Writer, book editor/vision specialist, UI/UE consultant, cognitive and physical ergonomics.
MIT Cognitive Science, MIT Engineering, Stanford Social Science, Berkeley Sustainable Design/Architecture.
I help cutting-edge thinkers to present their ideas more clearly and to better organize their written work. This may include information architecture, conceptual and copy edits, outline consulting, and deep analysis of cognitive flow. Past clients include David Siegal (Pull: The Power of the Semantic Web to Transform Your Business), Andreas Weigend (proprietary), and Paul Mahler (VoIP Telephony with Asterisk, second edition).
My freelance writing projects have included designing animations for a multimedia calculus textbook, research for and creation of information files for inclusion in an online medical reference for health care consumers, and writing audio dialogs and evaluation questions for an ESL workbook.
As a technical writer, I have produced both printed matter and online help, for end users, programmers, and system administrators. I am familiar with Adobe/Macromedia, Microsoft, and GNU/Linux publishing software.
My user interaction consulting experience includes managing and participating in ethnographic research, benchmarking, requirements analysis and functionality brainstorming, usability analysis, and user testing. Specific deliverables have included design wireframes, UI specifications, widget specifications, and detailed test plans and usability reports.
Computing Reviews, Palo Alto CA
Computing Reviews, a publication of the Association for Computing Machinery (ACM), publishes synopses and reviews of books and papers in fields ranging from mathematical theory to business administration to user interface design. As a rewrite editor, I did everything from a light copy edit of essentially finished material to completely reworking text written by non-native speakers of English.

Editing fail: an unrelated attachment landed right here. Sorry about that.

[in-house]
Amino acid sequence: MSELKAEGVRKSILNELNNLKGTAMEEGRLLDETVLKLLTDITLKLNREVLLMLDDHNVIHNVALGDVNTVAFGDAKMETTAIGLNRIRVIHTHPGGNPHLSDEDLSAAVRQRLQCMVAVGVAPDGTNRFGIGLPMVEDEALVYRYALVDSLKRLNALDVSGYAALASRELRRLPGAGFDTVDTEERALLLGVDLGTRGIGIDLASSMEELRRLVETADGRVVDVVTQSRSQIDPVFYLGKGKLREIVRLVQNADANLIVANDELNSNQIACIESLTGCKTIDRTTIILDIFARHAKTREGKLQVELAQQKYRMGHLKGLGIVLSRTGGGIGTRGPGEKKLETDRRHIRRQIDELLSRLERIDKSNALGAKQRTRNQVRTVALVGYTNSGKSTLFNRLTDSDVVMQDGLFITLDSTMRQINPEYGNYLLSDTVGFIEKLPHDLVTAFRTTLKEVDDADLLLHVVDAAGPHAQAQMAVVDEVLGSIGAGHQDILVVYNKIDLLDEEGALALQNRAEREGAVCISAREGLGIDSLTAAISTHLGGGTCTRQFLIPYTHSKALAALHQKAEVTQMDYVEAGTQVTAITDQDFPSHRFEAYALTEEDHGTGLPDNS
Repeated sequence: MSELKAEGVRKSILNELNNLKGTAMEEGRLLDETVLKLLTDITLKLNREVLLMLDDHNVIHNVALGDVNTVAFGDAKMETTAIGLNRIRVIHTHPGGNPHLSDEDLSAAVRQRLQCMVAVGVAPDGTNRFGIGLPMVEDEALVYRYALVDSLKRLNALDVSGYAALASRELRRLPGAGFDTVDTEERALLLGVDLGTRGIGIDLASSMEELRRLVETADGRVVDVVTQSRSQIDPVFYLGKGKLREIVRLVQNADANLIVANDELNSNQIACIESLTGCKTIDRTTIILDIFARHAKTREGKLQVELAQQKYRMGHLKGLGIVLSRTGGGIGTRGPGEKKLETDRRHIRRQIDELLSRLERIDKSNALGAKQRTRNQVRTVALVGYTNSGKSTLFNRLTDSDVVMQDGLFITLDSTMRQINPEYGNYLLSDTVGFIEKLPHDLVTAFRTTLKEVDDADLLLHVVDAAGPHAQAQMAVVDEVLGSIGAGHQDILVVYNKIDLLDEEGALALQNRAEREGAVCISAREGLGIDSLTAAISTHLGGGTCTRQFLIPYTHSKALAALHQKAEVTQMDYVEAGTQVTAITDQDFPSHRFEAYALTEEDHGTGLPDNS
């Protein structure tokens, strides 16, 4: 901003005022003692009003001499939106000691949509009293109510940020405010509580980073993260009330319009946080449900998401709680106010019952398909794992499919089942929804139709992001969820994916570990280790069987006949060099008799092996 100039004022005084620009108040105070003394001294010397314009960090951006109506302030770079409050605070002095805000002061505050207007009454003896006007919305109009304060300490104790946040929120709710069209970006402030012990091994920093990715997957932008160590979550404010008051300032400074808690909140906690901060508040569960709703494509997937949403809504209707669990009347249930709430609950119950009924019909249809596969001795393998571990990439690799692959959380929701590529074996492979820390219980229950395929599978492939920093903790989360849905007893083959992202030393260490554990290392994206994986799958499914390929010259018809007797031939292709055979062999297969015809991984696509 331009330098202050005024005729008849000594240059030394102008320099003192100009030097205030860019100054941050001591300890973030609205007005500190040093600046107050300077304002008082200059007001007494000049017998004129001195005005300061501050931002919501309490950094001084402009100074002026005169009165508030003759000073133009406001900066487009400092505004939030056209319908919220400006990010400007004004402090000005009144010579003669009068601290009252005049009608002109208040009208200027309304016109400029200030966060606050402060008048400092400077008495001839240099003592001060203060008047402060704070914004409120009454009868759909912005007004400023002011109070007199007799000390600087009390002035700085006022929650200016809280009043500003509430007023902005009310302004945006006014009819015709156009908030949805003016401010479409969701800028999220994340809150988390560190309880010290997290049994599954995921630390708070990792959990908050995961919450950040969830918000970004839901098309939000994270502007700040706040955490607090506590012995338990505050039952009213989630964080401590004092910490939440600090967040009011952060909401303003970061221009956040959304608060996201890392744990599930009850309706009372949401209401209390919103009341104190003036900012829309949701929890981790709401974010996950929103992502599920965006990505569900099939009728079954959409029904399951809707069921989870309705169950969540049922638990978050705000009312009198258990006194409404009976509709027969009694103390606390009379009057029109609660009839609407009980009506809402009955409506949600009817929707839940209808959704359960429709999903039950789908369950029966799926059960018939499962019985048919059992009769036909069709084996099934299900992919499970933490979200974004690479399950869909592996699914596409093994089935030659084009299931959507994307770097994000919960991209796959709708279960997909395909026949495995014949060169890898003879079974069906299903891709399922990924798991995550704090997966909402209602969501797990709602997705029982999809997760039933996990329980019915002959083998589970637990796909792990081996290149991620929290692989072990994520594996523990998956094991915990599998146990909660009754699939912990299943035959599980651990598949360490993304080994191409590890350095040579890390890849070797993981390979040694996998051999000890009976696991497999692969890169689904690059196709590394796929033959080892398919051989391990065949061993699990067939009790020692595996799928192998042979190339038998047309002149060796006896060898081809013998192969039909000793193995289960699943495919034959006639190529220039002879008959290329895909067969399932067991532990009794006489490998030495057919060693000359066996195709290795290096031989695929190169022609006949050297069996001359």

The Annals of Improbable Research, Cambridge MA
AIR is a semimonthly publication often described as "the MAD Magazine of Science." I created HotAIR in 1994 using Emacs and HTML 1.0, and in 1999 transitioned the site to Cascading Style Sheets (CSS).
During my time as Webmaster, HotAIR was listed on Pointcom's Top 5%, as a USA Today Hotsite (four times), and as an Exploratorium cool site. It was consistently ranked as the Internet's most popular science humor site by Yahoo and Google.
[Note that HotAIR's URL was http://www.improbable.com or http://www.improb.com - NOT http://www.hotair.com.]
Open Country, Redwood City CA
I designed the user interface for Open Country's suite of products, including working with marketing to determine requirements, creating mockups for preliminary evaluation, conducting user testing, and participating in the design and implementation process to insure that usability guidelines were followed. I also acted as product manager for the 1.0 release.
Additional substantial course work in industrial engineering/management and product design at both MIT and Stanford.